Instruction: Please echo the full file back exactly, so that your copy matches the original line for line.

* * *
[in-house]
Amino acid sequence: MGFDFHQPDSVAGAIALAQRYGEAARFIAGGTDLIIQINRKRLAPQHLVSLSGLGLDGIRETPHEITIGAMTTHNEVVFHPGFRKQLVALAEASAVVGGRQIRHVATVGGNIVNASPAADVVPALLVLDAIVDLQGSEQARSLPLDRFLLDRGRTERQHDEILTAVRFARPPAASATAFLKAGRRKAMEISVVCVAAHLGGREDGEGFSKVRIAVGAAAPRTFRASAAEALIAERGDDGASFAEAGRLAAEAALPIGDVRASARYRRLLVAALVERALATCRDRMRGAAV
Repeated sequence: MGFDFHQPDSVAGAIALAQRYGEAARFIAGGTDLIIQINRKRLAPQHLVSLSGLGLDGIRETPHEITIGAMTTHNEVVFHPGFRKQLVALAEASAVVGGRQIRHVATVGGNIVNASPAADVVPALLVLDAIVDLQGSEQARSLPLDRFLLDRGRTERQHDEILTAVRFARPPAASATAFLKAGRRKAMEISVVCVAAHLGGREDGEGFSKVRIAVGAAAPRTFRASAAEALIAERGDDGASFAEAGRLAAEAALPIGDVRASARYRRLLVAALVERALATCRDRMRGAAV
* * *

[in-house]
Amino acid sequence: MGFDFHQPDSVAGAIALAQRYGEAARFIAGGTDLIIQINRKRLAPQHLVSLSGLGLDGIRETPHEITIGAMTTHNEVVFHPGFRKQLVALAEASAVVGGRQIRHVATVGGNIVNASPAADVVPALLVLDAIVDLQGSEQARSLPLDRFLLDRGRTERQHDEILTAVRFARPPAASATAFLKAGRRKAMEISVVCVAAHLGGREDGEGFSKVRIAVGAAAPRTFRASAAEALIAERGDDGASFAEAGRLAAEAALPIGDVRASARYRRLLVAALVERALATCRDRMRGAAV
Repeated sequence: MGFDFHQPDSVAGAIALAQRYGEAARFIAGGTDLIIQINRKRLAPQHLVSLSGLGLDGIRETPHEITIGAMTTHNEVVFHPGFRKQLVALAEASAVVGGRQIRHVATVGGNIVNASPAADVVPALLVLDAIVDLQGSEQARSLPLDRFLLDRGRTERQHDEILTAVRFARPPAASATAFLKAGRRKAMEISVVCVAAHLGGREDGEGFSKVRIAVGAAAPRTFRASAAEALIAERGDDGASFAEAGRLAAEAALPIGDVRASARYRRLLVAALVERALATCRDRMRGAAV